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But we have a new employee that would rather all his email in one inbox. I know he can forward the mail to his personal account, send mail using an alias so that it looks like it is coming from the company account, and that a simple bcc could put a copy of any replies back into his work account, but I feel like I should have some privacy concerns with this. Any input would be great!

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Wasn't the answer you received on serverfault an hour ago good enough? serverfault.com/questions/441449/… –  Tim Brigham Oct 23 '12 at 18:45
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2 Answers

The user sounds like the person who has a privacy concern, since a significant side effect of that action is that the company is prevented from access or control over his email account.

The company has operational concerns, as the email can't be recovered easily in the event of the employees resignation or incapacitation. The company does not really have a privacy concern, since even if there was no off-site forwarding, the user can still easily reveal email contents.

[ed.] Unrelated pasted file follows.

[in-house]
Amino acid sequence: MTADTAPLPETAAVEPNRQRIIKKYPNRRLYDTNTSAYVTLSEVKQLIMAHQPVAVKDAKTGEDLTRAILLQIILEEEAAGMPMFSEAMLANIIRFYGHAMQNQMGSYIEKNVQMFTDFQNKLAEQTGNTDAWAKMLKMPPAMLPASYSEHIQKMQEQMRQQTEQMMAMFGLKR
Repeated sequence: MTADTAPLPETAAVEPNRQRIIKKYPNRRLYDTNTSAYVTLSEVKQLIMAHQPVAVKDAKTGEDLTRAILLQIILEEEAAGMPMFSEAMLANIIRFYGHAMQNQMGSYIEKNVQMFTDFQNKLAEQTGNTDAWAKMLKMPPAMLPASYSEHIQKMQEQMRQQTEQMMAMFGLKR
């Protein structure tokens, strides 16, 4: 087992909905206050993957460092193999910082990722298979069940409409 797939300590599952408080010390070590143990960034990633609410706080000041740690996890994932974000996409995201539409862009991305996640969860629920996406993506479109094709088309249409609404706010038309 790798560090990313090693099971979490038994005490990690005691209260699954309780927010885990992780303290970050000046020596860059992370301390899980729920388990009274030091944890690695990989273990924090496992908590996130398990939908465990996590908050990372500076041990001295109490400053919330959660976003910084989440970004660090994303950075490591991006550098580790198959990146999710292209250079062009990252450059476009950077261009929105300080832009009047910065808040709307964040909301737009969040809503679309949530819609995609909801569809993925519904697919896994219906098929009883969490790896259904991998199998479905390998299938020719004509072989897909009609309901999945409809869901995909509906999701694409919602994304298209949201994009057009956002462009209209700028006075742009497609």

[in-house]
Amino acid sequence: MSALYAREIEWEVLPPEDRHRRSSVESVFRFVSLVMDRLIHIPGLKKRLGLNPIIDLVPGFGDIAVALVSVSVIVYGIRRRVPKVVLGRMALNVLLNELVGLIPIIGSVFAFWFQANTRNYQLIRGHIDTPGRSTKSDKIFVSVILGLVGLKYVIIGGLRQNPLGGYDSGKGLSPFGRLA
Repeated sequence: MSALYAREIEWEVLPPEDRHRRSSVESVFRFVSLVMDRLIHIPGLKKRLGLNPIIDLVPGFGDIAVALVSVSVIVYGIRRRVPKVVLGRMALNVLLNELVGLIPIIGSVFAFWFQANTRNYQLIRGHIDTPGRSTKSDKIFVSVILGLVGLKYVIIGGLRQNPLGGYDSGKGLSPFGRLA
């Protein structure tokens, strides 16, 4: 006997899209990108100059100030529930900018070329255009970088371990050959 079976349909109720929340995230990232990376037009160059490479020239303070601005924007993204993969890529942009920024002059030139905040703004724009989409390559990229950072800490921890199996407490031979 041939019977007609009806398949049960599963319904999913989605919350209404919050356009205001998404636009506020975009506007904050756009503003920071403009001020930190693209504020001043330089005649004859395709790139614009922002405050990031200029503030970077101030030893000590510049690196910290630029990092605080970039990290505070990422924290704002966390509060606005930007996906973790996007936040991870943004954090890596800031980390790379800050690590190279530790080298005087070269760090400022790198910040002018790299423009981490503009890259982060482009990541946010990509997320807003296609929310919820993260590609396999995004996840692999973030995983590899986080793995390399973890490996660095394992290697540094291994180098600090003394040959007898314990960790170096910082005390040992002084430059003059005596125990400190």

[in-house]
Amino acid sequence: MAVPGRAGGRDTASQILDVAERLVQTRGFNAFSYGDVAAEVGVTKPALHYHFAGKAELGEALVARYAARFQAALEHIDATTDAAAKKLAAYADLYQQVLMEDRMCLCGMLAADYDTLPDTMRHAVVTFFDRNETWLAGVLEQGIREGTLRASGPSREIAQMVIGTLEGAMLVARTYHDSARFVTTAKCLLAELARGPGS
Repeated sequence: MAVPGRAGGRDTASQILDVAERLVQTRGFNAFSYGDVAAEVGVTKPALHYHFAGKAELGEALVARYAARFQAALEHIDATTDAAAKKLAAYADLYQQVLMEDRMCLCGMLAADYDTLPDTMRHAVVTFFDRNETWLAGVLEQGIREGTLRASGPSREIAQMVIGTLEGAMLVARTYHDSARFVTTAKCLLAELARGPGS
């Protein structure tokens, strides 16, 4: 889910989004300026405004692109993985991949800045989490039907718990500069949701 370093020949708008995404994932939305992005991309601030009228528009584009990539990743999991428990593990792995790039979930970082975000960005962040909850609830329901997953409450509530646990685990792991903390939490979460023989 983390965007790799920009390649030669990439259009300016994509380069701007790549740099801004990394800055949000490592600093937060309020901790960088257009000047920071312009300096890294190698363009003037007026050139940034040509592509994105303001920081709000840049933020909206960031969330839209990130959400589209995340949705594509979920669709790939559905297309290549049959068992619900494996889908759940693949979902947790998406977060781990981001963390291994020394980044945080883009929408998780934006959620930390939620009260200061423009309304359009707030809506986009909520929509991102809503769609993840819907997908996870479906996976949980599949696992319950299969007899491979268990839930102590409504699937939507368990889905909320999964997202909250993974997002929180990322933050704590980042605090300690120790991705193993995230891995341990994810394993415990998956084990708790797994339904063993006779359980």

This is a management problem, not an IT problem. If your company policy forbids sending work email outside company control, then enforce the policy. If the policy does not cover that scenario, then is there really a problem? (If it is a problem, then write some policy!)

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You should really use your own domain name, which is the same as business name. You can then use Google Mail to actually use it. On your website, you say stricte, that only authorized mail comes from the company domain name and not any other. Anyone can copy email, but you can have control over your domain name, regardless you keep using gmail.

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